David Brooks has parlayed his affable brand of pseudo-scholarly commentary into a cottage industry. In addition to his New York Times column, he appears every Friday night as the conservative voice on PBS’s NewsHour. He’s also a regular commentator on NPR’s All Things Considered and Diane Rehm Show. His relatively soft-spoken and quirky conservative views—he offers a traditionalist position in support of same-sex marriage, and occasionally has something nice to say about a Democrat—have prompted some to dub him the liberals’ favorite conservative.
No one would argue that he is the most consistently right-wing pundit on the New York Times op-ed page, a distinction that belongs to his old boss, Weekly Standard editor William Kristol. The problem with Brooks is not his ideology; op-ed pages and political panels should feature voices from varying positions on the right, left and center. His problem is his disdain for reality—for facts that don’t submit to his view of the way things ought to be.
It’s bad enough when he is hoodwinking the public about his stance on the Iraq War, but there’s something even creepier about his myth-making and affected concern for the simple heartland folks. In concocting politically serviceable stories portraying “downscale people” as something akin to noble savages, Brooks goes beyond patronizing condescension into the realm of exploitation.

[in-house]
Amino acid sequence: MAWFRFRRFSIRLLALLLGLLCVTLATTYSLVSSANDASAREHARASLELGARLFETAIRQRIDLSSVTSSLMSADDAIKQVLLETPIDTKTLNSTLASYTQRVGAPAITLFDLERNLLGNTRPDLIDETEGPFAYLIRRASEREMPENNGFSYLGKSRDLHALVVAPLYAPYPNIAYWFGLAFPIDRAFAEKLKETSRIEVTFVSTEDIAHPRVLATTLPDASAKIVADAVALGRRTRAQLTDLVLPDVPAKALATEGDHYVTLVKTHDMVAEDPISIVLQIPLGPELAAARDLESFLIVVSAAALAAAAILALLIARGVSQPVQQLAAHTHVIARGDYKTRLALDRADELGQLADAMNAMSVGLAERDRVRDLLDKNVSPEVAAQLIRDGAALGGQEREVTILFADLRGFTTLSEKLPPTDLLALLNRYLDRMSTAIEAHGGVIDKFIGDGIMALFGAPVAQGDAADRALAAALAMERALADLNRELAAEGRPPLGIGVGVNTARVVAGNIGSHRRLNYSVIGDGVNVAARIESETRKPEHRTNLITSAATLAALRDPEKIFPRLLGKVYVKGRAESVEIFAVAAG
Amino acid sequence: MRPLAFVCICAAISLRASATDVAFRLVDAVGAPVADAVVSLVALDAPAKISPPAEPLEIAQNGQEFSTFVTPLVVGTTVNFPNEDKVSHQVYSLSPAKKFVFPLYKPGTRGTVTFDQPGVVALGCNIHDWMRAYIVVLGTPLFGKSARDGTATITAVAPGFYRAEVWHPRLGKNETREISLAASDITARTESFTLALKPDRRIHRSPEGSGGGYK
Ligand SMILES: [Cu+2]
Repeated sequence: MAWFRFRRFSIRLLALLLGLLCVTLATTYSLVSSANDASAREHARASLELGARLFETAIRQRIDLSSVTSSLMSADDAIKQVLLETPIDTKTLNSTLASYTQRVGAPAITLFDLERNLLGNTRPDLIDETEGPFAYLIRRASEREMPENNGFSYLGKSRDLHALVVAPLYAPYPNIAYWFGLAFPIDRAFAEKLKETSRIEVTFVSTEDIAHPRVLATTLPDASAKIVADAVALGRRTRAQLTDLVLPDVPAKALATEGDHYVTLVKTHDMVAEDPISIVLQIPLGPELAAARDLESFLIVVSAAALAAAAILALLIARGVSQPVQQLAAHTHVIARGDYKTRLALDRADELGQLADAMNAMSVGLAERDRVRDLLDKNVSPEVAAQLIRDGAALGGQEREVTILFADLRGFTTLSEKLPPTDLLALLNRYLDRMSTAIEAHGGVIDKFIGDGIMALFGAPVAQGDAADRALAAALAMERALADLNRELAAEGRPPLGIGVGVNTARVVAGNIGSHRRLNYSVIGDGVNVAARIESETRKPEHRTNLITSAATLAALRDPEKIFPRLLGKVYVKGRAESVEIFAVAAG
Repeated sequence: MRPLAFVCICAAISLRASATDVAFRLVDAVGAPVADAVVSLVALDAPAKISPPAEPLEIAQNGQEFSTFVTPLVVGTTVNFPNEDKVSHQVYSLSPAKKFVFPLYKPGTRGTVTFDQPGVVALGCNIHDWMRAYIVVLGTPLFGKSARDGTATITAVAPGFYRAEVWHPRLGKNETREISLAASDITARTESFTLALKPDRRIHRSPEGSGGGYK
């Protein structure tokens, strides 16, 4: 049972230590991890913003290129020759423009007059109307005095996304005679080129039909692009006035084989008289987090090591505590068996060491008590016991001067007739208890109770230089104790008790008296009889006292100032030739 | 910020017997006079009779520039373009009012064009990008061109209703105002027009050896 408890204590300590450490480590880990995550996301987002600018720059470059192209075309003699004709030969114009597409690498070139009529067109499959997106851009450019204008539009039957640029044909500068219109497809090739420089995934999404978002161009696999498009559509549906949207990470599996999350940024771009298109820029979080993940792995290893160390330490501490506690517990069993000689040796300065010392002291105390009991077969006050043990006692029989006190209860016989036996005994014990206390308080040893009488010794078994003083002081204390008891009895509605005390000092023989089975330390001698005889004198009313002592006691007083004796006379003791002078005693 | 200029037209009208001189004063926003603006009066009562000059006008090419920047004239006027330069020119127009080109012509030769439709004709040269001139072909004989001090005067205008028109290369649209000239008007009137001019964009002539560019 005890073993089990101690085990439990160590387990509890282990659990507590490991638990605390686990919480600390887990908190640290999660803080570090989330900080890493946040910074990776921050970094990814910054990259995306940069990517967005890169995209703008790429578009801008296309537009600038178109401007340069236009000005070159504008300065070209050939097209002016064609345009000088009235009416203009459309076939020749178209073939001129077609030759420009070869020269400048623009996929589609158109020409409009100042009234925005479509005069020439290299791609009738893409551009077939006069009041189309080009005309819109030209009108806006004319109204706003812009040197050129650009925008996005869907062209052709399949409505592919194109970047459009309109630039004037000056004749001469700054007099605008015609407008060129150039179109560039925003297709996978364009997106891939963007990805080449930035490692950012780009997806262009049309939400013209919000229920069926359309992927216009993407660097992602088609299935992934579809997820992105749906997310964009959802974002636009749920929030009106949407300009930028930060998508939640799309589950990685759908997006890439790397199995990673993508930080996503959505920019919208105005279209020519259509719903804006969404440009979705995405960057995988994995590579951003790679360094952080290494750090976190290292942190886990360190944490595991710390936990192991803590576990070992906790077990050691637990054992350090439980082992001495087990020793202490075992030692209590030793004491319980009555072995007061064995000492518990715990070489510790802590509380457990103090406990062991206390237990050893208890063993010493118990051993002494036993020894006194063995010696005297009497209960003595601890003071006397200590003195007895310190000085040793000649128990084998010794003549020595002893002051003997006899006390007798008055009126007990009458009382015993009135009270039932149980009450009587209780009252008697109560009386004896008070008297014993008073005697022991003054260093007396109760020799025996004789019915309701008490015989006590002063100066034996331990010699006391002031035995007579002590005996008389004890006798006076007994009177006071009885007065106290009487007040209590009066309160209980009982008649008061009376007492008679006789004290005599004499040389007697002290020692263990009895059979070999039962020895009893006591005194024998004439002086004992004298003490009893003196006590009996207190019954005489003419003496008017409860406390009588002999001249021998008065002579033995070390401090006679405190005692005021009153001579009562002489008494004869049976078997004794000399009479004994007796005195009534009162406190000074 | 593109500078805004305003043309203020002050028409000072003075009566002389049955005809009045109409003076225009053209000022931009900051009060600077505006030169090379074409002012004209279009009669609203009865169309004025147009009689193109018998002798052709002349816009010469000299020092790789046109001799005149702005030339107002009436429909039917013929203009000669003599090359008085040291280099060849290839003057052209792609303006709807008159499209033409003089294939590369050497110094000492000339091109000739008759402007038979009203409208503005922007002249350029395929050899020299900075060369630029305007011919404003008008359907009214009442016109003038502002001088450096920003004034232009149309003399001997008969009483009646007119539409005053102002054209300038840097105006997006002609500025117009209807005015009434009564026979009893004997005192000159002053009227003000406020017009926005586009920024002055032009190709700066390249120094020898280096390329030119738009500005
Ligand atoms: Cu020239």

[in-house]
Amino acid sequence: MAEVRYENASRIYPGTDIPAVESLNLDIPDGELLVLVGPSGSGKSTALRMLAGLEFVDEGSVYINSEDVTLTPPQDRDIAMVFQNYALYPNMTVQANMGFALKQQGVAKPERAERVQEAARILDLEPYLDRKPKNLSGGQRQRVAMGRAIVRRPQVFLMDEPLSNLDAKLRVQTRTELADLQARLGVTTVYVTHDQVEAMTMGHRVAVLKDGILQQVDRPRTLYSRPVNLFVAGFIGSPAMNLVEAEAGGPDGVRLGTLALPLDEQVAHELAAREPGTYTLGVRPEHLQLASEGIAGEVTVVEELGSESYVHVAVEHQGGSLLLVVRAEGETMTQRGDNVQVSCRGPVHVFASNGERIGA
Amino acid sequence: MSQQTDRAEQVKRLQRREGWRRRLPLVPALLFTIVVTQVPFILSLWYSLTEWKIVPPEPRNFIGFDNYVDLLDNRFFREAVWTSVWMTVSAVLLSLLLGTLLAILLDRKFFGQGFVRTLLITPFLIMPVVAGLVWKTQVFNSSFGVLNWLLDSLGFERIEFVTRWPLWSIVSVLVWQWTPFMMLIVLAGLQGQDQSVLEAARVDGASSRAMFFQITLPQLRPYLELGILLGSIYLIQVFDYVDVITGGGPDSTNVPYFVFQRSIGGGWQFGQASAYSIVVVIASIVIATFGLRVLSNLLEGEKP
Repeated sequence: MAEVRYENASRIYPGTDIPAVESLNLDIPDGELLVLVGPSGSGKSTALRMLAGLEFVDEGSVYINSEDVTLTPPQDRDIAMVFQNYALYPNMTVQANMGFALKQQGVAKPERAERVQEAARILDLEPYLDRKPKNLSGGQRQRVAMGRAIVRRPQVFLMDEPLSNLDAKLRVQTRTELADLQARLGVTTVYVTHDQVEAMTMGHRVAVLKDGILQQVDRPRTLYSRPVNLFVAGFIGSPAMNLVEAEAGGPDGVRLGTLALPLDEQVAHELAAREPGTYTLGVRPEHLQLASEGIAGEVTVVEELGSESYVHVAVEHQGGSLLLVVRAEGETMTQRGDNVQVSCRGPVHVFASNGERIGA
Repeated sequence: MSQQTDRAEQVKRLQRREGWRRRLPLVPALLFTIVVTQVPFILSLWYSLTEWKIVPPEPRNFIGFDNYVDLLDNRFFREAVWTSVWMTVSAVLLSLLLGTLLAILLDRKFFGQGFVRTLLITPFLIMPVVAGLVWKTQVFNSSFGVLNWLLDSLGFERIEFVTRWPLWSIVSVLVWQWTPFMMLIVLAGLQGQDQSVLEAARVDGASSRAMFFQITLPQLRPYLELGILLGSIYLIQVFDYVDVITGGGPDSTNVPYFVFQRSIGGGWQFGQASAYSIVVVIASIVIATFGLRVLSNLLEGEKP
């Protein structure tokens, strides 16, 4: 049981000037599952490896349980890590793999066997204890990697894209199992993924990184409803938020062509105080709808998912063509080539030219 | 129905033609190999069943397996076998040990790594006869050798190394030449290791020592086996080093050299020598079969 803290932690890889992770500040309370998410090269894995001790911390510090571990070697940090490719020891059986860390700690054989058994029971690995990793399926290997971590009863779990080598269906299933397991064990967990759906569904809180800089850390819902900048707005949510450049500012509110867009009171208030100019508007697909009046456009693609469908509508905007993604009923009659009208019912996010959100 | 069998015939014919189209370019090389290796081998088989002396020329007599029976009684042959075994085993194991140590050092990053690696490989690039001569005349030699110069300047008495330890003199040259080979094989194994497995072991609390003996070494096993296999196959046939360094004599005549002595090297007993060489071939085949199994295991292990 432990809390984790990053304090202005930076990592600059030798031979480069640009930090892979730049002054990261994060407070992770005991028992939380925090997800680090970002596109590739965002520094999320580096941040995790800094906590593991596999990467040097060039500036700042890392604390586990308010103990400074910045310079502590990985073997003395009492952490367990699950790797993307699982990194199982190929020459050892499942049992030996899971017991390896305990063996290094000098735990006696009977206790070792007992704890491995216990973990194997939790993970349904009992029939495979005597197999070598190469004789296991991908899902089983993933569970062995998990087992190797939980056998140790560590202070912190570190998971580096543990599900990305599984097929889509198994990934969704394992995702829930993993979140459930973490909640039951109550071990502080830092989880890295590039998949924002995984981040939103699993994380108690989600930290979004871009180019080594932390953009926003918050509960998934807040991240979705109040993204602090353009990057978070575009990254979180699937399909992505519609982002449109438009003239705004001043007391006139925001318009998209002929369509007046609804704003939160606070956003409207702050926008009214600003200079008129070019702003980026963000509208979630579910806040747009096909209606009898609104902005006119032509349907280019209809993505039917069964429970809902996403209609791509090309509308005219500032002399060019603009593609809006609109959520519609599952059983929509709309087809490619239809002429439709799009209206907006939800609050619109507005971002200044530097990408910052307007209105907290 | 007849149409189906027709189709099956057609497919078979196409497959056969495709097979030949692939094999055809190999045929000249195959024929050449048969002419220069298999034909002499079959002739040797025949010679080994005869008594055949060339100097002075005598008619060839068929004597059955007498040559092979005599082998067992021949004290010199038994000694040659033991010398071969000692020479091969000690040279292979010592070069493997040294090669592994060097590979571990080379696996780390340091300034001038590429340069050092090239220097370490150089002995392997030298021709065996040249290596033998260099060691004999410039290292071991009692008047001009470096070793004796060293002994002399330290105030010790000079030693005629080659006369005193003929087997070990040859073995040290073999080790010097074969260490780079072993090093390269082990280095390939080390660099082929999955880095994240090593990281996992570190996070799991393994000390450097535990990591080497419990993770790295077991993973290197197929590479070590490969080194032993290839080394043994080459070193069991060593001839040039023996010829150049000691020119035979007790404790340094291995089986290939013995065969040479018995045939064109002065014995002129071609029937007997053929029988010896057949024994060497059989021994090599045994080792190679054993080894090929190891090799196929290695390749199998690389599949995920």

The attraction that Brooks holds for media decision makers at staid outlets like the New York Times, PBS and NPR is that he is not a shouter, nor perceived as being an ideological extremist. The fact that he reinforces a meme that media hold dear—that people in small towns and exurban areas are more wholesome, religious and politically sensible than those in the brash cities and on the coasts—is an added bonus. That he doesn’t tell the truth about—or worse, exploits—the very people they stoop to idealize is apparently of less concern.
Research assistance provided by Dina Marguerite Jacir.